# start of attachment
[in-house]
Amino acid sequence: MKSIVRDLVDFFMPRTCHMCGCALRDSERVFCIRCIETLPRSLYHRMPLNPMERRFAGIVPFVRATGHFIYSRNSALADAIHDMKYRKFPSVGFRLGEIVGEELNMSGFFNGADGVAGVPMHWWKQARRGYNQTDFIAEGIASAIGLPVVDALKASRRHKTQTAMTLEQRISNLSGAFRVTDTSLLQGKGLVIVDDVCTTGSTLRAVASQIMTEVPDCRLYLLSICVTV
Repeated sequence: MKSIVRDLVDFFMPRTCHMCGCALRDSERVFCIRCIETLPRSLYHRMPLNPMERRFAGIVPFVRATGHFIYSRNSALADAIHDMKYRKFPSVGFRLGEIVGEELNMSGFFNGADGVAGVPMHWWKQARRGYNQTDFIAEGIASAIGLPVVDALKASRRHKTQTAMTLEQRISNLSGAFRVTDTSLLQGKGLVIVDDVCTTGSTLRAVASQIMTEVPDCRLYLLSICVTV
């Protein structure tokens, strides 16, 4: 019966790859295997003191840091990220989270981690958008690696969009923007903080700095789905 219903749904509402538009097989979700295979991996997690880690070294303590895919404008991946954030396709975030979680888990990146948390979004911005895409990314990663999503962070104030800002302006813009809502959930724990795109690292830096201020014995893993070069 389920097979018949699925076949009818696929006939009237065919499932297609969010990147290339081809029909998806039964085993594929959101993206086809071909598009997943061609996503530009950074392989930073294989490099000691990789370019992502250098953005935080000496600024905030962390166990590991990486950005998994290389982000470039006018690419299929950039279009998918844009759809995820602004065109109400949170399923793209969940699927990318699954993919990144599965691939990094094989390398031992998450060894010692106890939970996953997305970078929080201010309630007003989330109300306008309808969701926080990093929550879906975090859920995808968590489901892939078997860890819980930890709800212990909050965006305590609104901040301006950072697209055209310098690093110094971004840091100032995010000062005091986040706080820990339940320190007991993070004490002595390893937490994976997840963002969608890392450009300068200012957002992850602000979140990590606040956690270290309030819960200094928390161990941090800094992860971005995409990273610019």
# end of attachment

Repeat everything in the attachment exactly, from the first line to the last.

[in-house]
Amino acid sequence: MKSIVRDLVDFFMPRTCHMCGCALRDSERVFCIRCIETLPRSLYHRMPLNPMERRFAGIVPFVRATGHFIYSRNSALADAIHDMKYRKFPSVGFRLGEIVGEELNMSGFFNGADGVAGVPMHWWKQARRGYNQTDFIAEGIASAIGLPVVDALKASRRHKTQTAMTLEQRISNLSGAFRVTDTSLLQGKGLVIVDDVCTTGSTLRAVASQIMTEVPDCRLYLLSICVTV
Repeated sequence: MKSIVRDLVDFFMPRTCHMCGCALRDSERVFCIRCIETLPRSLYHRMPLNPMERRFAGIVPFVRATGHFIYSRNSALADAIHDMKYRKFPSVGFRLGEIVGEELNMSGFFNGADGVAGVPMHWWKQARRGYNQTDFIAEGIASAIGLPVVDALKASRRHKTQTAMTLEQRISNLSGAFRVTDTSLLQGKGLVIVDDVCTTGSTLRAVASQIMTEVPDCRLYLLSICVTV
């Protein structure tokens, strides 16, 4: 019966790859295997003191840091990220989270981690958008690696969009923007903080700095789905 219903749904509402538009097989979700295979991996997690880690070294303590895919404008991946954030396709975030979680888990990146948390979004911005895409990314990663999503962070104030800002302006813009809502959930724990795109690292830096201020014995893993070069 389920097979018949699925076949009818696929006939009237065919499932297609969010990147290339081809029909998806039964085993594929959101993206086809071909598009997943061609996503530009950074392989930073294989490099000691990789370019992502250098953005935080000496600024905030962390166990590991990486950005998994290389982000470039006018690419299929950039279009998918844009759809995820602004065109109400949170399923793209969940699927990318699954993919990144599965691939990094094989390398031992998450060894010692106890939970996953997305970078929080201010309630007003989330109300306008309808969701926080990093929550879906975090859920995808968590489901892939078997860890819980930890709800212990909050965006305590609104901040301006950072697209055209310098690093110094971004840091100032995010000062005091986040706080820990339940320190007991993070004490002595390893937490994976997840963002969608890392450009300068200012957002992850602000979140990590606040956690270290309030819960200094928390161990941090800094992860971005995409990273610019």